Is your water wisteria turning brown? Don’t worry, you don’t necessarily have to toss it out the moment you’ve seen this.
Water wisterias are easy-going plants most of us can keep in our tanks. It doesn’t require any special care and can survive in most water conditions. However, it isn’t immortal, and some things can affect its growth and appearance.
So, if you’ve noticed your water wisteria turning brown, whether it’s on leaves, stems, or both, here’s what might be happening:
Most of the time, the water wisterias you see from the shops have been grown emersed, or out of the water. This gives them the strawberry-like appearance you might have noticed.
However, when you put the wisteria into the water, it cannot keep its old leaves. Emersed leaves are grown to pick oxygen directly from the air, something the plant can no longer do.
This conversion process, during which the plant turns from emersed to submersed, can last from several weeks up to a few months. While most plants take well to conversion, not all do.
Wisteria has to drop her old leaves in order to grow new ones. Old leaves might turn brown before they fall off, and this commonly worries first-time keepers.
Also, sometimes new leaves won’t grow from the old stem, and this stem will turn brown.
As such, if you’ve just introduced water wisteria into your tank and have noticed it’s turning brown, don’t panic. This is likely a sign your plant is accommodating to the new environment.
2. Not Enough Light
All plants need light, even aquatic ones. Without a proper amount of light, their growth will be stunned. They might even die.
Water wisteria doesn’t need as much light as some other plants. However, it cannot survive in darkness. Without moderate light, its growth will be stunned. This can also cause its leaves to turn brown.
Is the bottom of the plant the only part that’s turned brown? Maybe your plant has grown too much, and the top parts are blocking the light from reaching the bottom ones.
Make sure there’s enough light in your tank – but never put your tank in direct sunlight. Keeping floating plants might also not be a good idea, as they can block the light entirely.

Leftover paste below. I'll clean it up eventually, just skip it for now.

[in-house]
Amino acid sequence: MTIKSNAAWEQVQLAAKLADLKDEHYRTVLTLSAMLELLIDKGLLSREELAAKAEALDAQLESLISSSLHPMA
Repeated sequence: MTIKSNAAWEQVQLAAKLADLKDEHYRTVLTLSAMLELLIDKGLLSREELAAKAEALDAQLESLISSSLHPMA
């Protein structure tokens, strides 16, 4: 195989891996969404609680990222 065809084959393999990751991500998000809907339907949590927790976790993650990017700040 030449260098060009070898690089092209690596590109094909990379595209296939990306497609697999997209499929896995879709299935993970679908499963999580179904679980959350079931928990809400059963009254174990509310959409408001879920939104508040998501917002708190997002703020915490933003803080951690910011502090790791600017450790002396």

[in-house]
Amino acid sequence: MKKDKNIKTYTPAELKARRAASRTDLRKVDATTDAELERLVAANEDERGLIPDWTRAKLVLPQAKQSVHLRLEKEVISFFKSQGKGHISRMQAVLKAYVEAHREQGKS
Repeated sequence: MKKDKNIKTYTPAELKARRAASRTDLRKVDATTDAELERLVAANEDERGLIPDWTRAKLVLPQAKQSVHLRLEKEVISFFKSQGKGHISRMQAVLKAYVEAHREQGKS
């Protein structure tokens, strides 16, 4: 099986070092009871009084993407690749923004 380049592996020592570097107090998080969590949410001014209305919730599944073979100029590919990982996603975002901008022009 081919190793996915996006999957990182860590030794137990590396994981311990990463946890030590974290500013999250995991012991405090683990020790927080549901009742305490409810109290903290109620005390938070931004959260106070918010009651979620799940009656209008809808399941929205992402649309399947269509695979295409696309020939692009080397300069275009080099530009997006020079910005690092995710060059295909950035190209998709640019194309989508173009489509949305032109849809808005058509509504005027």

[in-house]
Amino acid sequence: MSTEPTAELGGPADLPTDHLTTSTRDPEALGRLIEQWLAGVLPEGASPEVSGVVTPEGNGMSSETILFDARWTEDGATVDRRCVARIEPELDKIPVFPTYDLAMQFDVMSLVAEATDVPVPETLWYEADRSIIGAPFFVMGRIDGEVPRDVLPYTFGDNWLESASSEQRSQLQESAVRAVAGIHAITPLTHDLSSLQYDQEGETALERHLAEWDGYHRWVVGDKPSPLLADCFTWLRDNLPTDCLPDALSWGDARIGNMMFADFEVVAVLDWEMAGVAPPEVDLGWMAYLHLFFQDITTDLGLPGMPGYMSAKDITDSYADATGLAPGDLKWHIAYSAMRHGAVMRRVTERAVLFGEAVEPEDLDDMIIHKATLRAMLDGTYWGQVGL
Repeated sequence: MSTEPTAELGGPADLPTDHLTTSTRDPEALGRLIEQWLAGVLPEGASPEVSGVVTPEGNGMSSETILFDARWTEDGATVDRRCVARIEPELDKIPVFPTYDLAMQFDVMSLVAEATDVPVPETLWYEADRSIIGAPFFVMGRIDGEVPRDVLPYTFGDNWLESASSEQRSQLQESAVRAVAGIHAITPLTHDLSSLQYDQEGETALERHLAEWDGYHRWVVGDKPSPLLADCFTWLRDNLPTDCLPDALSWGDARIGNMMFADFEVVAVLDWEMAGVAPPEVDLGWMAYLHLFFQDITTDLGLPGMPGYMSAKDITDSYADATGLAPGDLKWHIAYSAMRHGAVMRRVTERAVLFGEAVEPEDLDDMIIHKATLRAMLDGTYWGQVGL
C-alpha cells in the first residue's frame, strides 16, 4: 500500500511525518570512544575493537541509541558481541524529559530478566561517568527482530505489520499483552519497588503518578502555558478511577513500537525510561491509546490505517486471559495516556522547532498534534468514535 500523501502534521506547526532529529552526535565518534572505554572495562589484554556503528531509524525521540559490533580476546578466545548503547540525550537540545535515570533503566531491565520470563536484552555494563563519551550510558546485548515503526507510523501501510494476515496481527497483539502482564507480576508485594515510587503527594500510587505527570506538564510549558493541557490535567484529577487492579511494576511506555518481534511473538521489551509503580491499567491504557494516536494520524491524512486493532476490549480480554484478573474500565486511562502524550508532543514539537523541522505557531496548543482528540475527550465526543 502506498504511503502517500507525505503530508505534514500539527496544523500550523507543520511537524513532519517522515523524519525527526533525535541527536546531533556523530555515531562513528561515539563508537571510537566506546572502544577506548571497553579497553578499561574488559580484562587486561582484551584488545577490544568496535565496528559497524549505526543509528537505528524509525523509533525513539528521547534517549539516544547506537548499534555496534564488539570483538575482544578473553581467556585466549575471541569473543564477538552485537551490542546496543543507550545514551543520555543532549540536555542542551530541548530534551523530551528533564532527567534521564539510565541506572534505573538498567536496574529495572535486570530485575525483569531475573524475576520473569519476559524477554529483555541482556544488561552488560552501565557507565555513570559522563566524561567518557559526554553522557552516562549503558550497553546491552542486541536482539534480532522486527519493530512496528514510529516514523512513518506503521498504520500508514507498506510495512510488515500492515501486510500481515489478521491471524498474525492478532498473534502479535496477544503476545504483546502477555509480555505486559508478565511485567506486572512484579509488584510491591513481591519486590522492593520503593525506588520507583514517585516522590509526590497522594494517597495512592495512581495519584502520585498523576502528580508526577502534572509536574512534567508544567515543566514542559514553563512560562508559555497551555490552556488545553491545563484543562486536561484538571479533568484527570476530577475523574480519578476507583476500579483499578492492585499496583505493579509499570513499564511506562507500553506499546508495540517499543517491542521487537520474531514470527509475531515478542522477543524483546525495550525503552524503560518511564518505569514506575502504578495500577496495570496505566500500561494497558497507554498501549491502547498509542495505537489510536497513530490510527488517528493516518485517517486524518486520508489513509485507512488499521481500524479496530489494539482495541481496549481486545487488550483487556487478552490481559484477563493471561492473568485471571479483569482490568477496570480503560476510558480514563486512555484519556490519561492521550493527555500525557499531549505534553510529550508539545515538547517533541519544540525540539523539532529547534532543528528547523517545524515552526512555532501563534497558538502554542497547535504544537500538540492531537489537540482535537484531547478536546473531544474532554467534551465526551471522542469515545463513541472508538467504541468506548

3. Nutrient Deficiency
Finally, and likely the most common reason why is water wisteria turning brown, is due to nutrient deficiency.
Water wisteria is a fast-growing plant. It needs all the nutrients it can get.
Fortunately for you, most of the time water wisteria can get all the nutrients it needs from the tank itself, without your intervention.
However, if there are other plants in the tank or if you have hard water, you’ll need to provide it with mineral supplements.
When your plant doesn’t get these nutrients, its leaves can turn brown or even yellow.
If you’ve noticed your wisteria is experiencing color changes and you’re certain its light needs have been met, try supplementing it for a while. This should help it grow strong and healthy!
Can You Save A Water Wisteria That Has Become Brown?
No one likes seeing their plant brown. Even if the wisteria remains alive, its brown leaves and stem will make it appear neglected and sick.
Unfortunately, you cannot make brown parts of the plant green again. You can only make sure the brown stops spreading, and this is achieved by fixing its living conditions.
If the leaves are brown, cut them or let them be. Wilted leaves can be a good meal for scavenger animals, such as blue dream shrimp or cardinal sulawesi shrimp. New green leaves should appear in no time.
Even if they don’t or if the stem has turned brown, you can always propagate the water wisteria and make it look as good as new!
Cut the top, green part of the wisteria, and remove the brown bottom part. Then put the top green part into the substrate. This is how you’ll get a whole new plant!
Unfortunately, these methods only work if there are green parts on your plant, and if you’ve fixed the plant’s living conditions.
If your plant is brown from the bottom to the top, then there’s probably nothing you can do.
Fortunately, wisteria is fairly inexpensive, so hopefully you’ll be able to start from the scratch as soon as possible.
You know that calming feeling of tranquility and thrill while looking at a gorgeous, perfectly functioning tank? That’s why I became an aquarist.
To make a very long story short, I’m Noah, and I’ve started this site aiming to share the most helpful advice on creating thriving habitats for fish and underwater animals.